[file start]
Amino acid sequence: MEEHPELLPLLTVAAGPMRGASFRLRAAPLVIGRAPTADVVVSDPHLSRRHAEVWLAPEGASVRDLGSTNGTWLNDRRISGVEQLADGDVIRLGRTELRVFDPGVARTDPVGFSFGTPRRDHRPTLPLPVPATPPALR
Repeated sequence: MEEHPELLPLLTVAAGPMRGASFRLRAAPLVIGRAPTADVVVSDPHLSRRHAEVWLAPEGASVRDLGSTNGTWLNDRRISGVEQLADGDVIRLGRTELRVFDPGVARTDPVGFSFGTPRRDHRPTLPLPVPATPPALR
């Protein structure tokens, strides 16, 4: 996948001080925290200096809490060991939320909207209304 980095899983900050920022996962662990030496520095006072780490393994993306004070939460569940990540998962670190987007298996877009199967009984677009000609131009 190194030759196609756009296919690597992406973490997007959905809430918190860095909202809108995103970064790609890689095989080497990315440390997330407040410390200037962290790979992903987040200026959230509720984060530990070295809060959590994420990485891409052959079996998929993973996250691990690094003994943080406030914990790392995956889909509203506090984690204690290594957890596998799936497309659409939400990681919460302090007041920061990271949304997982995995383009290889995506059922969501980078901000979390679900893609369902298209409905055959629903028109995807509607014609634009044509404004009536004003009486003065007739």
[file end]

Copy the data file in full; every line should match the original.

Amino acid sequence: MEEHPELLPLLTVAAGPMRGASFRLRAAPLVIGRAPTADVVVSDPHLSRRHAEVWLAPEGASVRDLGSTNGTWLNDRRISGVEQLADGDVIRLGRTELRVFDPGVARTDPVGFSFGTPRRDHRPTLPLPVPATPPALR
Repeated sequence: MEEHPELLPLLTVAAGPMRGASFRLRAAPLVIGRAPTADVVVSDPHLSRRHAEVWLAPEGASVRDLGSTNGTWLNDRRISGVEQLADGDVIRLGRTELRVFDPGVARTDPVGFSFGTPRRDHRPTLPLPVPATPPALR
């Protein structure tokens, strides 16, 4: 996948001080925290200096809490060991939320909207209304 980095899983900050920022996962662990030496520095006072780490393994993306004070939460569940990540998962670190987007298996877009199967009984677009000609131009 190194030759196609756009296919690597992406973490997007959905809430918190860095909202809108995103970064790609890689095989080497990315440390997330407040410390200037962290790979992903987040200026959230509720984060530990070295809060959590994420990485891409052959079996998929993973996250691990690094003994943080406030914990790392995956889909509203506090984690204690290594957890596998799936497309659409939400990681919460302090007041920061990271949304997982995995383009290889995506059922969501980078901000979390679900893609369902298209409905055959629903028109995807509607014609634009044509404004009536004003009486003065007739």